- In these questions the Lord continued to humble Job. In this chapter several animals are spoken of, whose nature or situation particularly show the power, wisdom, and manifold works of God. The wild ass. It is better to labour and be good for something, than to ramble and be good for nothing. From the untameableness of this and other creatures, we may see, how unfit we are to give law to Providence, who cannot give law even to a wild ass's colt. The unicorn, a strong, stately, proud creature. He is able to serve, but not willing; and God challenges Job to force him to it. It is a great mercy if, where God gives strength for service, he gives a heart; it is what we should pray for, and reason ourselves into, which the brutes cannot do. Those gifts are not always the most valuable that make the finest show. Who would not rather have the voice of the nightingale, than the tail of the peacock; the eye of the eagle and her soaring wing, and the natural affection of the stork, than the beautiful feathers of the ostrich, which can never rise above the earth, and is without natural affection? The description of the war-horse helps to explain the character of presumptuous sinners. Every one turneth to his course, as the horse rushes into the battle. When a man's heart is fully set in him to do evil, and he is carried on in a wicked way, by the violence of his appetites and passions, there is no making him fear the wrath of God, and the fatal consequences of sin. Secure sinners think themselves as safe in their sins as the eagle in her nest on high, in the clefts of the rocks; but I will bring thee down from thence, saith the Lord, #Jer 49:16|. All these beautiful references to the works of nature, should teach us a right view of the riches of the wisdom of Him who made and sustains all things. The want of right views concerning the wisdom of God, which is ever present in all things, led Job to think and speak unworthily of Providence.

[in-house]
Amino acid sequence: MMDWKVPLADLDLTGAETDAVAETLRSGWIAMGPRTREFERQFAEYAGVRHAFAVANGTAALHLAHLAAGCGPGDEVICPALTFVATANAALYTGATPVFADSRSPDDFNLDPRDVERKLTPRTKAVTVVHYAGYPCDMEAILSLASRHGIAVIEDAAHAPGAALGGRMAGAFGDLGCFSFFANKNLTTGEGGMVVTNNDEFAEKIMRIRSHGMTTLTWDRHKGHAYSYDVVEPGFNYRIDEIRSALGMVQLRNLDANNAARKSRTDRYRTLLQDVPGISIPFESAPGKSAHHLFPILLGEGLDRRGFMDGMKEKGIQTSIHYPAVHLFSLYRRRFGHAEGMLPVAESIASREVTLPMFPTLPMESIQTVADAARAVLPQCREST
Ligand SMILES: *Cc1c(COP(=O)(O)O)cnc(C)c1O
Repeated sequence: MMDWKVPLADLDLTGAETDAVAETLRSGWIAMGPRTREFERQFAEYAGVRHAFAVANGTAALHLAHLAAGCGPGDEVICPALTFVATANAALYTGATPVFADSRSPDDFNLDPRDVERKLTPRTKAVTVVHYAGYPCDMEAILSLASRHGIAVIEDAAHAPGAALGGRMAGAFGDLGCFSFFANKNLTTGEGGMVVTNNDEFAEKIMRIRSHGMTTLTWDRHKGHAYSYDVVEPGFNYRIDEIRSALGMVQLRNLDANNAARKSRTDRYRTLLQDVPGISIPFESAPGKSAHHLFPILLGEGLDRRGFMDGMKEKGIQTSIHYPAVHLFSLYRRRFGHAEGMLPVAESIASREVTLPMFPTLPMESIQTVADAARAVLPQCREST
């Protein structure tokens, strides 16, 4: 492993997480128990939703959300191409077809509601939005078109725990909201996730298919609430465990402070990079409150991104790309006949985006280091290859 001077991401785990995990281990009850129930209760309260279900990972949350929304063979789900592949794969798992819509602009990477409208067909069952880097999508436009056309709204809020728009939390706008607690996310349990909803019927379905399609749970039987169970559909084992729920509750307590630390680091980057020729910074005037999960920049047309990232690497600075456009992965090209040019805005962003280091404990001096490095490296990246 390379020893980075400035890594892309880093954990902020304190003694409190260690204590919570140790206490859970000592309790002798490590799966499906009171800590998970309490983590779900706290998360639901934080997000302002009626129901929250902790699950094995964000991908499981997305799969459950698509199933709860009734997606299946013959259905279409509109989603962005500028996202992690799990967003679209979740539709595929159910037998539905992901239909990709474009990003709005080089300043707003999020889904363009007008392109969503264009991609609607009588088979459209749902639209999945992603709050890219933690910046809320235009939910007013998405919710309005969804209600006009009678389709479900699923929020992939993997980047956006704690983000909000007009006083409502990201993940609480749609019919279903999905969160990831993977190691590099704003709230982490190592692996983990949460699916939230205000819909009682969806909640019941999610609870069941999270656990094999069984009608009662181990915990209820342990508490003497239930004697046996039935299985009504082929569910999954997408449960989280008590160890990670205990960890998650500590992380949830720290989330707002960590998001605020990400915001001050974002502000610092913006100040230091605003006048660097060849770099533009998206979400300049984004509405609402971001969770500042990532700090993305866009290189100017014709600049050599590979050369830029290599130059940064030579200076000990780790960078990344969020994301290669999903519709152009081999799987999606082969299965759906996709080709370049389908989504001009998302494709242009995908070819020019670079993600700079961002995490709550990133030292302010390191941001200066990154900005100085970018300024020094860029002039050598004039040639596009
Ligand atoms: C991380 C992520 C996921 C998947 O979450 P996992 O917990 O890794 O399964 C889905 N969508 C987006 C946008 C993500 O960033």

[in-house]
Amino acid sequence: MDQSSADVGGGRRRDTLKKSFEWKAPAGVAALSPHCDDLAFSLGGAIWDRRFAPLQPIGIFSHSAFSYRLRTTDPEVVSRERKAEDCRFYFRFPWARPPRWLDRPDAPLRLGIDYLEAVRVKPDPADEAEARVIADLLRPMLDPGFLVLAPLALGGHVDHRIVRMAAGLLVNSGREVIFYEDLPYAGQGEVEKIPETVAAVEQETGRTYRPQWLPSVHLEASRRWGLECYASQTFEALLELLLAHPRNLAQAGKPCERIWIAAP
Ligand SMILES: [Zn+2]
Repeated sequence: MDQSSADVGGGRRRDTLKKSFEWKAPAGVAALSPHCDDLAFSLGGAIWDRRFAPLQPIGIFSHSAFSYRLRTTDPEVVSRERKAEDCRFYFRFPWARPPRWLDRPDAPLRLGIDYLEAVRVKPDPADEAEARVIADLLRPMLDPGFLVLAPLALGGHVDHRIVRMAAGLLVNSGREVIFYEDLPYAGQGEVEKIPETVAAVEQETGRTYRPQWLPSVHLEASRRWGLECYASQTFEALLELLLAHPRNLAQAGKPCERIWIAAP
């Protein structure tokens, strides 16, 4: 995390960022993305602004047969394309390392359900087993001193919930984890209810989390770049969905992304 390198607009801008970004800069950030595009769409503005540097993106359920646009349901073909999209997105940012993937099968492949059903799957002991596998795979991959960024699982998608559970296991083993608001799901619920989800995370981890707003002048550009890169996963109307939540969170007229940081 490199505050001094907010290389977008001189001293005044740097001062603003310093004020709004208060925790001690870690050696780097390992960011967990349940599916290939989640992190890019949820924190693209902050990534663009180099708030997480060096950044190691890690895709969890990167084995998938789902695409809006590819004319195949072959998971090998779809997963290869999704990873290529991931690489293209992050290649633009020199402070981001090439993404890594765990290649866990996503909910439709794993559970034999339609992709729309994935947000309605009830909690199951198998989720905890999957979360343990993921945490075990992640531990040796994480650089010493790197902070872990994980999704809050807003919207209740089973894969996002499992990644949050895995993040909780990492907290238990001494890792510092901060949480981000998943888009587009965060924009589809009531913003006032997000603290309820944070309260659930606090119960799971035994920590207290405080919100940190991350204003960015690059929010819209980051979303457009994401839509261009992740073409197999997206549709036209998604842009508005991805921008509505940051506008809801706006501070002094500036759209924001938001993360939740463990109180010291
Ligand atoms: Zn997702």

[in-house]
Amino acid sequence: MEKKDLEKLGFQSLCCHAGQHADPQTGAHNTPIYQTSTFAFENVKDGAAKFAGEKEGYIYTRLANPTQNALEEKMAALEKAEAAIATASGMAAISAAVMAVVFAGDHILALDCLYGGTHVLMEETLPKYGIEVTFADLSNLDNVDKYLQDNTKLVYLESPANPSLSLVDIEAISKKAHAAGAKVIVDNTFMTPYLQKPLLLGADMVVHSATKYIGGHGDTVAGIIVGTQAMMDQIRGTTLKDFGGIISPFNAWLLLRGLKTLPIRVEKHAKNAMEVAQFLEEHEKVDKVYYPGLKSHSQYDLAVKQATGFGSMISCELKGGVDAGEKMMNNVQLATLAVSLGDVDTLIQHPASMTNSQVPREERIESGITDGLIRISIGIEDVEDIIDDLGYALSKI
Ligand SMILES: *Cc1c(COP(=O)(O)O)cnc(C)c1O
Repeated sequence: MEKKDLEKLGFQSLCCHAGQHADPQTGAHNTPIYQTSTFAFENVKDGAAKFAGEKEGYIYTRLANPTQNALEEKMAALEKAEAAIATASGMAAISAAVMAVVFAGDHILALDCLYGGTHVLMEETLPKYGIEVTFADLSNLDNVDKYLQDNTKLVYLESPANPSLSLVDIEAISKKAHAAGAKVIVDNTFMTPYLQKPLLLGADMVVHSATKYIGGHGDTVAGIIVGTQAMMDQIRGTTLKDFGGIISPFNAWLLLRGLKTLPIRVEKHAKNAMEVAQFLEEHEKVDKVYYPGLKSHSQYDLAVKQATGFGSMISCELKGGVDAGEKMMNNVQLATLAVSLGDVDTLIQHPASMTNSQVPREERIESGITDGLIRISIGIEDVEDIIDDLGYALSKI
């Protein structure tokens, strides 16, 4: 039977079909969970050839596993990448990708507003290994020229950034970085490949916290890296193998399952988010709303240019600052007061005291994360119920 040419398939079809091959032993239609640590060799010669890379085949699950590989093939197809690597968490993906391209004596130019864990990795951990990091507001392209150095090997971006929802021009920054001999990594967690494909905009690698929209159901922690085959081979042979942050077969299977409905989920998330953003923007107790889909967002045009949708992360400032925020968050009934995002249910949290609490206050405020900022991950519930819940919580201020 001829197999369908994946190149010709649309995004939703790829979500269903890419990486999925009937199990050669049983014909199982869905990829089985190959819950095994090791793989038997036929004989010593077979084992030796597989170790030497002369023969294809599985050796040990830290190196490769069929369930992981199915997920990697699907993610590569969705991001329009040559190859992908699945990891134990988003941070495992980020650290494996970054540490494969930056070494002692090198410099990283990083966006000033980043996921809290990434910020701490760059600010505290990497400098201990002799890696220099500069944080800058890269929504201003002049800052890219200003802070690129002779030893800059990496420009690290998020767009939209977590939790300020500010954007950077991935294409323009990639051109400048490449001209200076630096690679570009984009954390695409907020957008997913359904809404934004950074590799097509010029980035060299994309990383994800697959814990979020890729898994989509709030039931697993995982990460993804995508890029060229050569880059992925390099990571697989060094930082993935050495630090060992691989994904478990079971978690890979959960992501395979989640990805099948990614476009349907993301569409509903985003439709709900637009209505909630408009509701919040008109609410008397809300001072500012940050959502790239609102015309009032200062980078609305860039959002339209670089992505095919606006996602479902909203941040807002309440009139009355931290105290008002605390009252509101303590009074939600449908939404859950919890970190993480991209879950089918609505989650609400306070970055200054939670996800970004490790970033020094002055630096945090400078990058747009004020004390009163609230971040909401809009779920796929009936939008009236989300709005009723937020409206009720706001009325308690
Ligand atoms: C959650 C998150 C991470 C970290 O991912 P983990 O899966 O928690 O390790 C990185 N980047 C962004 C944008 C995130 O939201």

Commentary by Matthew Henry, 1710.

Discussion for Job 39

  • Spirit-Wind
    Unicorn - This is the Hebrew/Greek translation into English. It means: United at the Horn --- or Unicorn - Which is the Wild Ox - when tamed - Wild Oxen were yoked at the horn. To be equally yoked is a symbol of being united at the horn ---- not at the neck. This amazing symbol of being equally yoked is a total union of the mind. Christ invites us to be yoked to His mind, for His yoke is easy
  • Bro. Colt Vaughn
    The Word of God says what it means. If God wanted to say wild ox, then he would have. Take God's Word at face value.
  • London
    The biblical unicorn was a large animal with great strength num. 23:22 . This animal did exist , according to GOD's word.
  • A disciple
    "Unicorn" is more accurately translated, Wild Ox.
  • Izola bird
    I think the unicorn is just that what we see as a fantasy mythical horse with a horn. So why can't we say the bible is right. Our imagination can't began to comprehend all kinds of creatures from the beginning when God created the earth. Maybe they died off like the giants "David and Goliath."
  • SJames
    Verses about the horse are used very dramatically and effectively in the opening scene of "Secretariat " narrated by Diane Lane.